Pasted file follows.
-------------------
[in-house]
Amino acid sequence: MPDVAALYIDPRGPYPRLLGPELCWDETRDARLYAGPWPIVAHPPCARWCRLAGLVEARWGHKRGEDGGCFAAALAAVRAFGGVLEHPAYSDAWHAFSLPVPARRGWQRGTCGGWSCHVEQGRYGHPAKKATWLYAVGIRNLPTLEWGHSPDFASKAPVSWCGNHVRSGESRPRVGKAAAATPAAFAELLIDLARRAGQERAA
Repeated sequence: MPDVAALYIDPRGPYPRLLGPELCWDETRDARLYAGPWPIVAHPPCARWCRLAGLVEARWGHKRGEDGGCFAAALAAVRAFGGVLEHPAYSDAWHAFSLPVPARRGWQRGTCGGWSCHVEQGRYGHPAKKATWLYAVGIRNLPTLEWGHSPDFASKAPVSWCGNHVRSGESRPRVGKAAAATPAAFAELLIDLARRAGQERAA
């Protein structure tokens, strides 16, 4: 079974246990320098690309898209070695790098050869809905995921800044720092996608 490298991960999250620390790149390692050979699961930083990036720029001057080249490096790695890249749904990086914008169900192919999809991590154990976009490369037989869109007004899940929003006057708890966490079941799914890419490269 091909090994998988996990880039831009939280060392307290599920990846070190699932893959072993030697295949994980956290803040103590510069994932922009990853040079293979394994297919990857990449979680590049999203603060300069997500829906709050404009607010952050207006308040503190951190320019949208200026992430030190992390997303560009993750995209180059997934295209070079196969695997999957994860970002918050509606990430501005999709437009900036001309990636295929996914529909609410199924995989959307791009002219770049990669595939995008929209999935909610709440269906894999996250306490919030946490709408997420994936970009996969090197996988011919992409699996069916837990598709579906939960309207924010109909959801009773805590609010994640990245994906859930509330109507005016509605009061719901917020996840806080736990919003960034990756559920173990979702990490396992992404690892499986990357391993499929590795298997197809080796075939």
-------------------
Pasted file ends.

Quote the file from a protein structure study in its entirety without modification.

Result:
[in-house]
Amino acid sequence: MPDVAALYIDPRGPYPRLLGPELCWDETRDARLYAGPWPIVAHPPCARWCRLAGLVEARWGHKRGEDGGCFAAALAAVRAFGGVLEHPAYSDAWHAFSLPVPARRGWQRGTCGGWSCHVEQGRYGHPAKKATWLYAVGIRNLPTLEWGHSPDFASKAPVSWCGNHVRSGESRPRVGKAAAATPAAFAELLIDLARRAGQERAA
Repeated sequence: MPDVAALYIDPRGPYPRLLGPELCWDETRDARLYAGPWPIVAHPPCARWCRLAGLVEARWGHKRGEDGGCFAAALAAVRAFGGVLEHPAYSDAWHAFSLPVPARRGWQRGTCGGWSCHVEQGRYGHPAKKATWLYAVGIRNLPTLEWGHSPDFASKAPVSWCGNHVRSGESRPRVGKAAAATPAAFAELLIDLARRAGQERAA
């Protein structure tokens, strides 16, 4: 079974246990320098690309898209070695790098050869809905995921800044720092996608 490298991960999250620390790149390692050979699961930083990036720029001057080249490096790695890249749904990086914008169900192919999809991590154990976009490369037989869109007004899940929003006057708890966490079941799914890419490269 091909090994998988996990880039831009939280060392307290599920990846070190699932893959072993030697295949994980956290803040103590510069994932922009990853040079293979394994297919990857990449979680590049999203603060300069997500829906709050404009607010952050207006308040503190951190320019949208200026992430030190992390997303560009993750995209180059997934295209070079196969695997999957994860970002918050509606990430501005999709437009900036001309990636295929996914529909609410199924995989959307791009002219770049990669595939995008929209999935909610709440269906894999996250306490919030946490709408997420994936970009996969090197996988011919992409699996069916837990598709579906939960309207924010109909959801009773805590609010994640990245994906859930509330109507005016509605009061719901917020996840806080736990919003960034990756559920173990979702990490396992992404690892499986990357391993499929590795298997197809080796075939």